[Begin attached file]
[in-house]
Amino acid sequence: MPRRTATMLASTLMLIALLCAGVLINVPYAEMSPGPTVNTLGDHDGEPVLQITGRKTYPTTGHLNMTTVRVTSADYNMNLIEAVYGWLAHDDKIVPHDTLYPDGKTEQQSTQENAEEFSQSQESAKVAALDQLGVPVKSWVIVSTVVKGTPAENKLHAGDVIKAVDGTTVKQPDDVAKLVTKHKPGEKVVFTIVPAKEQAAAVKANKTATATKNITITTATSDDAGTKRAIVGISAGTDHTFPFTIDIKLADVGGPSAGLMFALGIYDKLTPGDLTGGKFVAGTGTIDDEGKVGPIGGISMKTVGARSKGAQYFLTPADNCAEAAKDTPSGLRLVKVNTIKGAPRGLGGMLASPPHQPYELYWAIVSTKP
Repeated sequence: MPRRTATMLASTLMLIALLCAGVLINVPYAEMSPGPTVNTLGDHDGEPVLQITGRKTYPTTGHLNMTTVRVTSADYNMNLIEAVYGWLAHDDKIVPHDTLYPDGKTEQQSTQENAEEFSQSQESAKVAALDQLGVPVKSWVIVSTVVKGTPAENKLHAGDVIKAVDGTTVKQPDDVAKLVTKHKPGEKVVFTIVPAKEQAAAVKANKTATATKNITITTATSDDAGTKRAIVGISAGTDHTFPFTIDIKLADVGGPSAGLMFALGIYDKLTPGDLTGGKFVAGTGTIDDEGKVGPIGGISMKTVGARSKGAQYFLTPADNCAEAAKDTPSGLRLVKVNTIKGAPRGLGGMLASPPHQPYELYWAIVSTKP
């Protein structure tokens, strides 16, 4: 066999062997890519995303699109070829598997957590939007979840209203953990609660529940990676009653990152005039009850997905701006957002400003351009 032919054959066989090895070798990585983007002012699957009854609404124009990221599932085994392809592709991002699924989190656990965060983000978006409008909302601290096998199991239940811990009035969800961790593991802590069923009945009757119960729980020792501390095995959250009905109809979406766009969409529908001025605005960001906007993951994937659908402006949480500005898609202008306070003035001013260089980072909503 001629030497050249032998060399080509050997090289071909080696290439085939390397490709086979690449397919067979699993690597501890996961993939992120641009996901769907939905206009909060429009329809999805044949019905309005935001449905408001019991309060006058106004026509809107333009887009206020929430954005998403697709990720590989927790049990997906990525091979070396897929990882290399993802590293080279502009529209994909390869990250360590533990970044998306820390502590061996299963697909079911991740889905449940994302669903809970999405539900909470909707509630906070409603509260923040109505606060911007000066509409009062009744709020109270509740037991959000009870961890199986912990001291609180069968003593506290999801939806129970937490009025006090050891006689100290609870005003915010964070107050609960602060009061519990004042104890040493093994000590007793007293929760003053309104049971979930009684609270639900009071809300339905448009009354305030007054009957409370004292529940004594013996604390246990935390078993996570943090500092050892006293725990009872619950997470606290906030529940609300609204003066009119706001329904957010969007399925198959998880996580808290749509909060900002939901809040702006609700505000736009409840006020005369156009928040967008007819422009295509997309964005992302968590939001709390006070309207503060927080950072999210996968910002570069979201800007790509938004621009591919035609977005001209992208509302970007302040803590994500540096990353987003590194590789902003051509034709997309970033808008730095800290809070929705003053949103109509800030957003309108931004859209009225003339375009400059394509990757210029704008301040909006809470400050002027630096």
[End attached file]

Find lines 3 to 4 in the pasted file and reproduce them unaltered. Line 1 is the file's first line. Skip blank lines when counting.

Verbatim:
Repeated sequence: MPRRTATMLASTLMLIALLCAGVLINVPYAEMSPGPTVNTLGDHDGEPVLQITGRKTYPTTGHLNMTTVRVTSADYNMNLIEAVYGWLAHDDKIVPHDTLYPDGKTEQQSTQENAEEFSQSQESAKVAALDQLGVPVKSWVIVSTVVKGTPAENKLHAGDVIKAVDGTTVKQPDDVAKLVTKHKPGEKVVFTIVPAKEQAAAVKANKTATATKNITITTATSDDAGTKRAIVGISAGTDHTFPFTIDIKLADVGGPSAGLMFALGIYDKLTPGDLTGGKFVAGTGTIDDEGKVGPIGGISMKTVGARSKGAQYFLTPADNCAEAAKDTPSGLRLVKVNTIKGAPRGLGGMLASPPHQPYELYWAIVSTKP
């Protein structure tokens, strides 16, 4: 066999062997890519995303699109070829598997957590939007979840209203953990609660529940990676009653990152005039009850997905701006957002400003351009 032919054959066989090895070798990585983007002012699957009854609404124009990221599932085994392809592709991002699924989190656990965060983000978006409008909302601290096998199991239940811990009035969800961790593991802590069923009945009757119960729980020792501390095995959250009905109809979406766009969409529908001025605005960001906007993951994937659908402006949480500005898609202008306070003035001013260089980072909503 001629030497050249032998060399080509050997090289071909080696290439085939390397490709086979690449397919067979699993690597501890996961993939992120641009996901769907939905206009909060429009329809999805044949019905309005935001449905408001019991309060006058106004026509809107333009887009206020929430954005998403697709990720590989927790049990997906990525091979070396897929990882290399993802590293080279502009529209994909390869990250360590533990970044998306820390502590061996299963697909079911991740889905449940994302669903809970999405539900909470909707509630906070409603509260923040109505606060911007000066509409009062009744709020109270509740037991959000009870961890199986912990001291609180069968003593506290999801939806129970937490009025006090050891006689100290609870005003915010964070107050609960602060009061519990004042104890040493093994000590007793007293929760003053309104049971979930009684609270639900009071809300339905448009009354305030007054009957409370004292529940004594013996604390246990935390078993996570943090500092050892006293725990009872619950997470606290906030529940609300609204003066009119706001329904957010969007399925198959998880996580808290749509909060900002939901809040702006609700505000736009409840006020005369156009928040967008007819422009295509997309964005992302968590939001709390006070309207503060927080950072999210996968910002570069979201800007790509938004621009591919035609977005001209992208509302970007302040803590994500540096990353987003590194590789902003051509034709997309970033808008730095800290809070929705003053949103109509800030957003309108931004859209009225003339375009400059394509990757210029704008301040909006809470400050002027630096």